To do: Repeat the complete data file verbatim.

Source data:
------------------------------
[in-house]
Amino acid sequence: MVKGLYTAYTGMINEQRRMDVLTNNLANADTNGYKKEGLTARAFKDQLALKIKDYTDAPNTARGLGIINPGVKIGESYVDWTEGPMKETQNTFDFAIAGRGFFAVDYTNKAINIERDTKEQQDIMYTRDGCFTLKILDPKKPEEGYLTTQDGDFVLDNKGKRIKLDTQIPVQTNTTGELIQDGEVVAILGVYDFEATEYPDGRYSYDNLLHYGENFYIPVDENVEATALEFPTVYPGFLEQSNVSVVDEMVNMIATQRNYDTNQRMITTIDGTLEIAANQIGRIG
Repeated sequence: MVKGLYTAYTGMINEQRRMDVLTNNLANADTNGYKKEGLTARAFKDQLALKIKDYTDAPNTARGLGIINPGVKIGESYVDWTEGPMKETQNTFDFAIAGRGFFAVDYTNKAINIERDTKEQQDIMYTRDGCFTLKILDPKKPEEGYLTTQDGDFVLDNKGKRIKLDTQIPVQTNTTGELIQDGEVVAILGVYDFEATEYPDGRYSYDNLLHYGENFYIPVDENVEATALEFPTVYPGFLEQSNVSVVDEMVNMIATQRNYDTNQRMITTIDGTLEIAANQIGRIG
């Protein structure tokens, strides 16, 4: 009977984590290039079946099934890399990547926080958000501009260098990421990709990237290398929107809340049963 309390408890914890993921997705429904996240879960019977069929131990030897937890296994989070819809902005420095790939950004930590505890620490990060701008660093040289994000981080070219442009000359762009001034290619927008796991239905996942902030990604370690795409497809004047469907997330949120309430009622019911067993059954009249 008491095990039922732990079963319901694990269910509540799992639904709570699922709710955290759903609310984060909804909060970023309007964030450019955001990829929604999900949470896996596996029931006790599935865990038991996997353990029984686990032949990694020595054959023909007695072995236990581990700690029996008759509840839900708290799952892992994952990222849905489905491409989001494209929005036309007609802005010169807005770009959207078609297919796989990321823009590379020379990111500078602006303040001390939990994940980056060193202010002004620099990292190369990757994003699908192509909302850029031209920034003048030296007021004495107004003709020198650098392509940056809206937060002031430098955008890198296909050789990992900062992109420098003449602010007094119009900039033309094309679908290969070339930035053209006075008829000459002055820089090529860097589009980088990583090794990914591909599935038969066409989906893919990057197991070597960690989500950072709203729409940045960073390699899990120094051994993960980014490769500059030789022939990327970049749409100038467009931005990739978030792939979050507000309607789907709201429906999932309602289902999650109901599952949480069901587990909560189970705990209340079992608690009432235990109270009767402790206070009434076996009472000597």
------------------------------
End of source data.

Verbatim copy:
[in-house]
Amino acid sequence: MVKGLYTAYTGMINEQRRMDVLTNNLANADTNGYKKEGLTARAFKDQLALKIKDYTDAPNTARGLGIINPGVKIGESYVDWTEGPMKETQNTFDFAIAGRGFFAVDYTNKAINIERDTKEQQDIMYTRDGCFTLKILDPKKPEEGYLTTQDGDFVLDNKGKRIKLDTQIPVQTNTTGELIQDGEVVAILGVYDFEATEYPDGRYSYDNLLHYGENFYIPVDENVEATALEFPTVYPGFLEQSNVSVVDEMVNMIATQRNYDTNQRMITTIDGTLEIAANQIGRIG
Repeated sequence: MVKGLYTAYTGMINEQRRMDVLTNNLANADTNGYKKEGLTARAFKDQLALKIKDYTDAPNTARGLGIINPGVKIGESYVDWTEGPMKETQNTFDFAIAGRGFFAVDYTNKAINIERDTKEQQDIMYTRDGCFTLKILDPKKPEEGYLTTQDGDFVLDNKGKRIKLDTQIPVQTNTTGELIQDGEVVAILGVYDFEATEYPDGRYSYDNLLHYGENFYIPVDENVEATALEFPTVYPGFLEQSNVSVVDEMVNMIATQRNYDTNQRMITTIDGTLEIAANQIGRIG
């Protein structure tokens, strides 16, 4: 009977984590290039079946099934890399990547926080958000501009260098990421990709990237290398929107809340049963 309390408890914890993921997705429904996240879960019977069929131990030897937890296994989070819809902005420095790939950004930590505890620490990060701008660093040289994000981080070219442009000359762009001034290619927008796991239905996942902030990604370690795409497809004047469907997330949120309430009622019911067993059954009249 008491095990039922732990079963319901694990269910509540799992639904709570699922709710955290759903609310984060909804909060970023309007964030450019955001990829929604999900949470896996596996029931006790599935865990038991996997353990029984686990032949990694020595054959023909007695072995236990581990700690029996008759509840839900708290799952892992994952990222849905489905491409989001494209929005036309007609802005010169807005770009959207078609297919796989990321823009590379020379990111500078602006303040001390939990994940980056060193202010002004620099990292190369990757994003699908192509909302850029031209920034003048030296007021004495107004003709020198650098392509940056809206937060002031430098955008890198296909050789990992900062992109420098003449602010007094119009900039033309094309679908290969070339930035053209006075008829000459002055820089090529860097589009980088990583090794990914591909599935038969066409989906893919990057197991070597960690989500950072709203729409940045960073390699899990120094051994993960980014490769500059030789022939990327970049749409100038467009931005990739978030792939979050507000309607789907709201429906999932309602289902999650109901599952949480069901587990909560189970705990209340079992608690009432235990109270009767402790206070009434076996009472000597």